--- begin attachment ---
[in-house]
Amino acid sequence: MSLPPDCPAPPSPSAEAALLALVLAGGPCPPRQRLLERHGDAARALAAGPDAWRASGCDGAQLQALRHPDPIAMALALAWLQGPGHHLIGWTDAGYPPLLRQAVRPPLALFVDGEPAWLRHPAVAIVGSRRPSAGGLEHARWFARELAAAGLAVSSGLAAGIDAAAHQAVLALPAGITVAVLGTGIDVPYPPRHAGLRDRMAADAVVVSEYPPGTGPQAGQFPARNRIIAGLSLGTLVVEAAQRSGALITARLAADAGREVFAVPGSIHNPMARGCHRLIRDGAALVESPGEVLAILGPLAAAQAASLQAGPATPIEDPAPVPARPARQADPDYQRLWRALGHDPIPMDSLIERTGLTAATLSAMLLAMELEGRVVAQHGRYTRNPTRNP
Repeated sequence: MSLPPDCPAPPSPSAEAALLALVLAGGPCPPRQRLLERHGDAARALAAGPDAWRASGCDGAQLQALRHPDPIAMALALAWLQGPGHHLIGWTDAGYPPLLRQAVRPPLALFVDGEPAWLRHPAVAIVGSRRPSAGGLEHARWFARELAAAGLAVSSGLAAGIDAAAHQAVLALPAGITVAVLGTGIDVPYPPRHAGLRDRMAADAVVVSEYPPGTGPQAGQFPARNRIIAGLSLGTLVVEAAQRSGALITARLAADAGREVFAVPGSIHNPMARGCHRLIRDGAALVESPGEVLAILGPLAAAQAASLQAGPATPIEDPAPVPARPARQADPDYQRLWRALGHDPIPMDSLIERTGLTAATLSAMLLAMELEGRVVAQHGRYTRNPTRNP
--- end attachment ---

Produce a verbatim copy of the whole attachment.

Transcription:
[in-house]
Amino acid sequence: MSLPPDCPAPPSPSAEAALLALVLAGGPCPPRQRLLERHGDAARALAAGPDAWRASGCDGAQLQALRHPDPIAMALALAWLQGPGHHLIGWTDAGYPPLLRQAVRPPLALFVDGEPAWLRHPAVAIVGSRRPSAGGLEHARWFARELAAAGLAVSSGLAAGIDAAAHQAVLALPAGITVAVLGTGIDVPYPPRHAGLRDRMAADAVVVSEYPPGTGPQAGQFPARNRIIAGLSLGTLVVEAAQRSGALITARLAADAGREVFAVPGSIHNPMARGCHRLIRDGAALVESPGEVLAILGPLAAAQAASLQAGPATPIEDPAPVPARPARQADPDYQRLWRALGHDPIPMDSLIERTGLTAATLSAMLLAMELEGRVVAQHGRYTRNPTRNP
Repeated sequence: MSLPPDCPAPPSPSAEAALLALVLAGGPCPPRQRLLERHGDAARALAAGPDAWRASGCDGAQLQALRHPDPIAMALALAWLQGPGHHLIGWTDAGYPPLLRQAVRPPLALFVDGEPAWLRHPAVAIVGSRRPSAGGLEHARWFARELAAAGLAVSSGLAAGIDAAAHQAVLALPAGITVAVLGTGIDVPYPPRHAGLRDRMAADAVVVSEYPPGTGPQAGQFPARNRIIAGLSLGTLVVEAAQRSGALITARLAADAGREVFAVPGSIHNPMARGCHRLIRDGAALVESPGEVLAILGPLAAAQAASLQAGPATPIEDPAPVPARPARQADPDYQRLWRALGHDPIPMDSLIERTGLTAATLSAMLLAMELEGRVVAQHGRYTRNPTRNP